in the price of labor and materials and de-
lays in the delivery of essential raw products
complicated the contractors' problems and
required legal counsel and auditing facili-
ties to be close at hand. Orders multiplied
dizzily, contracting officers placed them
faster, deliveries arrived more quickly and
in greater quantity, and depots overflowed
their warehouses. All installations needed
more workers than they could get and, ex-
cept in Philadelphia, double or treble the
office space on hand.
The new Wright Field Signal Corps Pro-
curement District (soon to be renamed the
Dayton Signal Corps Procurement Dis-
trict) had been in a whirl of activity from
the very first and now, in addition to its
great weight of new orders for aircraft radio
equipment, was struggling with a backlog
of contracts, requisitions, and orders per-

taining to aircraft radio inherited from the
Philadelphia district. The Chicago district
bore the brunt of the requirements for wire
and cable and in addition was responsible
for the procurement of all dry batteries for
the entire Army, estimates for which were
leaping upward by the million. The San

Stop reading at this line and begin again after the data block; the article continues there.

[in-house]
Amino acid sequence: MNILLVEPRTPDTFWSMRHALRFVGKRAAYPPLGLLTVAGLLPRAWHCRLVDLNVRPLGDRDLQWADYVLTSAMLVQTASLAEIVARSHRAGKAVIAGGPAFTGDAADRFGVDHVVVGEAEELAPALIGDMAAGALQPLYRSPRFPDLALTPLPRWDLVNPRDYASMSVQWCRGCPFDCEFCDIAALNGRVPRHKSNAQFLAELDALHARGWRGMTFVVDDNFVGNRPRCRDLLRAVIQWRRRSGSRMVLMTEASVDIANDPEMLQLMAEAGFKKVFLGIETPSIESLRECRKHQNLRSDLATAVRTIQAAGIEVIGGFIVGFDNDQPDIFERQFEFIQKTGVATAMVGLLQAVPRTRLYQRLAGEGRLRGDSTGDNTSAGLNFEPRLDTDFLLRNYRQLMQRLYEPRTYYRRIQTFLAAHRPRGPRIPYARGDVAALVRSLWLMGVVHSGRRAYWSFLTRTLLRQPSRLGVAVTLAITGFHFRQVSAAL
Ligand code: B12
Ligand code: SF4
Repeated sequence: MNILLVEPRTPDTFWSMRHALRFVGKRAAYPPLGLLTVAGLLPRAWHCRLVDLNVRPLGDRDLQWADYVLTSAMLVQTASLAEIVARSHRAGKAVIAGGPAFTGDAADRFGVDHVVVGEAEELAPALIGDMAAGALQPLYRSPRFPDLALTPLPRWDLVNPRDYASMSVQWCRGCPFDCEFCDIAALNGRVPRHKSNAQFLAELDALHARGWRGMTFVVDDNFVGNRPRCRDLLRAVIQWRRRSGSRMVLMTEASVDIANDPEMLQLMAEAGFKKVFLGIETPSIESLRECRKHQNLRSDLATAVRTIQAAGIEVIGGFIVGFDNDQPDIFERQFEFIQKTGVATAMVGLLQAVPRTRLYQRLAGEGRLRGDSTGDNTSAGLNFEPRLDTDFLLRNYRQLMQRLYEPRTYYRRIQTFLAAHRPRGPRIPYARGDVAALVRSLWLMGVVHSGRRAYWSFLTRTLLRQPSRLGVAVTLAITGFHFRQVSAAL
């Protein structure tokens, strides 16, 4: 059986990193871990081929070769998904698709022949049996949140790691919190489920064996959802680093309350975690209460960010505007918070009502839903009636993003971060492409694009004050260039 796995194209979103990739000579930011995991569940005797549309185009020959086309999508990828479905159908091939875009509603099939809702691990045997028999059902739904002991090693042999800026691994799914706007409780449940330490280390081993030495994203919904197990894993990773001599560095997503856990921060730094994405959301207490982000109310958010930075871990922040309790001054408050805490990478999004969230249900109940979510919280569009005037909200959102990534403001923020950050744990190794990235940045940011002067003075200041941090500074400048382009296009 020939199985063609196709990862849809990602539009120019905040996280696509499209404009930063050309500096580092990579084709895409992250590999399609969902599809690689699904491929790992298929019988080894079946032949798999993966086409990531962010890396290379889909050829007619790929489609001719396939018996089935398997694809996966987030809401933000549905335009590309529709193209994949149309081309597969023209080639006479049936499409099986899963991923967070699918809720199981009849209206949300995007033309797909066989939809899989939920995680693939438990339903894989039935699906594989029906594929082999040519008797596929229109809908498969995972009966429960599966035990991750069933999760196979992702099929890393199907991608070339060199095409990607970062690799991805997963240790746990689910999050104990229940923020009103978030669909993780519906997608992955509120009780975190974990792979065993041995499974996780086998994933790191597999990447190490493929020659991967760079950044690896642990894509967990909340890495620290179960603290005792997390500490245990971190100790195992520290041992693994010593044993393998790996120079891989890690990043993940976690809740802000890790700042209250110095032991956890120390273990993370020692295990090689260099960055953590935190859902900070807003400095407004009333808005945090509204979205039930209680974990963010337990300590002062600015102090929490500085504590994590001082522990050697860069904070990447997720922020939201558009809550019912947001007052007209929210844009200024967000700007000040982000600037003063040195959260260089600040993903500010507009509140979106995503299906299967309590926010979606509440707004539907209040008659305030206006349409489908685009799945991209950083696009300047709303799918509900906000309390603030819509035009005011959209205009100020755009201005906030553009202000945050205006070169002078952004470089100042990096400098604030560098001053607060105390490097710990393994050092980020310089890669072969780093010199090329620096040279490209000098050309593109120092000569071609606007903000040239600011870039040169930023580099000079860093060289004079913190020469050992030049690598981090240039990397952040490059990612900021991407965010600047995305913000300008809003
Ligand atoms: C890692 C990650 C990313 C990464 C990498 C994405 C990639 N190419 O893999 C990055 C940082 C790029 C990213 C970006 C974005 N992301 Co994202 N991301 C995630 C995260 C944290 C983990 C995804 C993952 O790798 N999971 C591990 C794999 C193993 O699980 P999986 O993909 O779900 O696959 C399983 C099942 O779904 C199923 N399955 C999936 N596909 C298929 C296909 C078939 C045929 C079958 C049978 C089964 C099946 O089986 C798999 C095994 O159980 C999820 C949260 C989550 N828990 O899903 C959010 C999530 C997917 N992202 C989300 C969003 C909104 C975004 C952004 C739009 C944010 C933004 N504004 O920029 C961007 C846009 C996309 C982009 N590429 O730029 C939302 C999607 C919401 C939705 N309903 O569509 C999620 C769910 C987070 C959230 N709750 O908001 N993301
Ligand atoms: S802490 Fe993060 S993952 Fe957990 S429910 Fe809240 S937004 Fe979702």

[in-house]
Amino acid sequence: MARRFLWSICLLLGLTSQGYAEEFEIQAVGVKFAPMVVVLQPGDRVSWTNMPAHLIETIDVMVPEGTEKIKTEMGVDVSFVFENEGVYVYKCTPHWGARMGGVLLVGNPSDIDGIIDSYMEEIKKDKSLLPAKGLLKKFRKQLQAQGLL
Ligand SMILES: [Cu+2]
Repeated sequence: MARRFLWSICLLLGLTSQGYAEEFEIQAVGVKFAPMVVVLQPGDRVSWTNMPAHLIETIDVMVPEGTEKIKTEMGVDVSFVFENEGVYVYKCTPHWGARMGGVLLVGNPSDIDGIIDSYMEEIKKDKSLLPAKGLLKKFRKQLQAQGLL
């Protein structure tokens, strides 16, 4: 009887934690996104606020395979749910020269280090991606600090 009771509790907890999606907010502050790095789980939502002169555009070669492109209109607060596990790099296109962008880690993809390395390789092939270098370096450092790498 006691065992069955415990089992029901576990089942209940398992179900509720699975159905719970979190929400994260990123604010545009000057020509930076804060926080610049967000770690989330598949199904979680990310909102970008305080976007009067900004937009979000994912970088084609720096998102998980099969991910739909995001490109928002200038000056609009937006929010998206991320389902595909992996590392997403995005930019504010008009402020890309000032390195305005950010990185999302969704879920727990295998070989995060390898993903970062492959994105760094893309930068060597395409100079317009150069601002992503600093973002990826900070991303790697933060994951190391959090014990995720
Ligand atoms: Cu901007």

Francisco district was less affected than
others simply because there was little manu-
facturing of Signal Corps items in its vicin-


The busiest of the lot, the Philadelphia
district, was new in name and in location
but derived in fact from the transfer of peo-
ple and functions from the oldest district,
the New York office. It bought ground
radio and radar equipment and all sorts of
associated and miscellaneous items. Phila-
delphia was the approximate center of the
area in which the radio and communica-
tions industry plants were located. And it
was placed halfway between Washington,
whence came the broad policy decisions,
and New York, the major east coast ship-
ping point for overseas operations.
In the sprawling quarters at 5000 Wis-
sahickon Avenue, Col. Archie A. Farmer
held sway as commanding officer of the
Philadelphia Signal Depot, of which the
procurement district was technically a di-
vision even though it functioned as a sepa-
rate agency. Its chief and contracting of-